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Manfredo Jr. ready to unleash on Wright
PROVIDENCE, R.I. (March 6th, 2013) — CES photo by Kelly MacDonald — Aside from being a little older, and perhaps a bit wiser, the Peter Manfredo Jr. you see today is much different than “The Pride Of Providence” who rose to fame nearly eight years ago as a fan-favorite on the hit, reality television series The Contender.
As he continues his comeback, which began in November with a victory at Twin River Casino, Manfredo Jr. (38-7, 20 KOs) finds himself balancing life both in and outside of the ring, first as a husband and father, and then as a professional boxer.
Nowadays, each morning begins at 4 as Manfredo Jr. commutes to Boston for his day job. Then it’s back to Rhode Island to hit the gym in preparation for his Friday, March 15th, 2013 showdown against fellow Contender alum Walter Wright (14-3, 7 KOs) before finally heading home to Connecticut with his wife and three children.
The mileage adds up, but it’s worth putting in the extra work moonlighting as a laborer and boxer as long as Manfredo Jr. can avoid the pitfalls that have plagued so many fighters in the aftermath of their professional careers.
“I would never put my kids in this game,” said Manfredo Jr., whose 10-round bout against Wright will headline Jimmy Burchfield’s Classic Entertainment & Sports’ “Unfinished Business” boxing card next Friday at the Twin River Event Center.
“There are no happy endings, not even for some of the best fighters in the world. Joe Louis died broke. Sugar Ray Robinson died broke. Muhammad Ali is like a vegetable now. There are no pensions or retirement funds. Why do we keep fighting? We’re living within our means when we’re fighting. When you’re not fighting, how do you make ends meets?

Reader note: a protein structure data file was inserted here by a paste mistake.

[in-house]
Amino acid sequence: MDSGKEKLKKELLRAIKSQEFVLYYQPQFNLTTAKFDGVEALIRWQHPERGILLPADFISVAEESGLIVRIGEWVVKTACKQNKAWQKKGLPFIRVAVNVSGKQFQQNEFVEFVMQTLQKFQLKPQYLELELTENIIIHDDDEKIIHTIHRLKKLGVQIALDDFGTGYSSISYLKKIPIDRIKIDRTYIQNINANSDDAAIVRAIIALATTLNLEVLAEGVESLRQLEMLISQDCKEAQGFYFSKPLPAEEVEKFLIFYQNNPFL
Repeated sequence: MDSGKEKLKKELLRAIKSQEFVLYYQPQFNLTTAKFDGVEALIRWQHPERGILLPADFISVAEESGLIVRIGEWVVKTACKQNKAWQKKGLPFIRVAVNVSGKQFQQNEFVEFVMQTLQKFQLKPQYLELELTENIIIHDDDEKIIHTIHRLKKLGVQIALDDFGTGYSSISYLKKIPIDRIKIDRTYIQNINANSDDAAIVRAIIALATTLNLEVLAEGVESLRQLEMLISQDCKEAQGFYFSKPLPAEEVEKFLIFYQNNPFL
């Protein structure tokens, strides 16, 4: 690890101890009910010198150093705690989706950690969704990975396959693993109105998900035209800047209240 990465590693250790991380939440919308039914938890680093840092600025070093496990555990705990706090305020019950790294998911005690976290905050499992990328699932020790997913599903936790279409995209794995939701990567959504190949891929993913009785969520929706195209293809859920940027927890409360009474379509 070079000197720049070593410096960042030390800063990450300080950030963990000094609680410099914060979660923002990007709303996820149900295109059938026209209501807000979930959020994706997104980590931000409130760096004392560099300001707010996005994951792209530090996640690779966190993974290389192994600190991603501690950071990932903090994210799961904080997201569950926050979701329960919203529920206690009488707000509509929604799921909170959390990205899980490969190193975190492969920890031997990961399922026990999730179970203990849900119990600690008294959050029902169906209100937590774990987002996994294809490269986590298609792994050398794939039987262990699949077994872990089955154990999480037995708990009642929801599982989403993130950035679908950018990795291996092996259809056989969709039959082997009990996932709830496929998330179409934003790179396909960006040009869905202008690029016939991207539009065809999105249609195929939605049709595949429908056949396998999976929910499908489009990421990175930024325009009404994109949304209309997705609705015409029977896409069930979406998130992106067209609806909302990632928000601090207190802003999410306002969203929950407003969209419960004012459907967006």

“At the end of the day, when you’re 30-something years old and you’ve put your whole career into boxing and now you have to get up to go to work, it’s tough to keep up. There aren’t any happy endings in this business, but maybe someday when I’m retired I can be a spokesperson for kids.”
Since he announced his comeback last year, Manfredo Jr. has made it clear he’s fighting to provide for his family. Asked what he would consider a “happy ending,” he said, “I’ve done everything I’ve wanted to do in boxing.
“I’m probably the one percent who’s made it to where I’ve been. I’ve fought some of the best fighters in the world. I fought Joe Calzaghe in front of 30,000 in Wales. I fought Sakio Bika. I fought Jeff Lacy. I fought Julio Cesar Chavez Jr. I’ve fought on HBO, ESPN – all over the world. I won a [International Boxing Organization] world title. If it were to end today, it’d be perfect.
“Now, I’m just doing it for the extra money. It’s a trade, like when guys fought during the Great Depression. God gave me this gift, and I’m going to use it. I’ll do it until I can’t do it anymore.”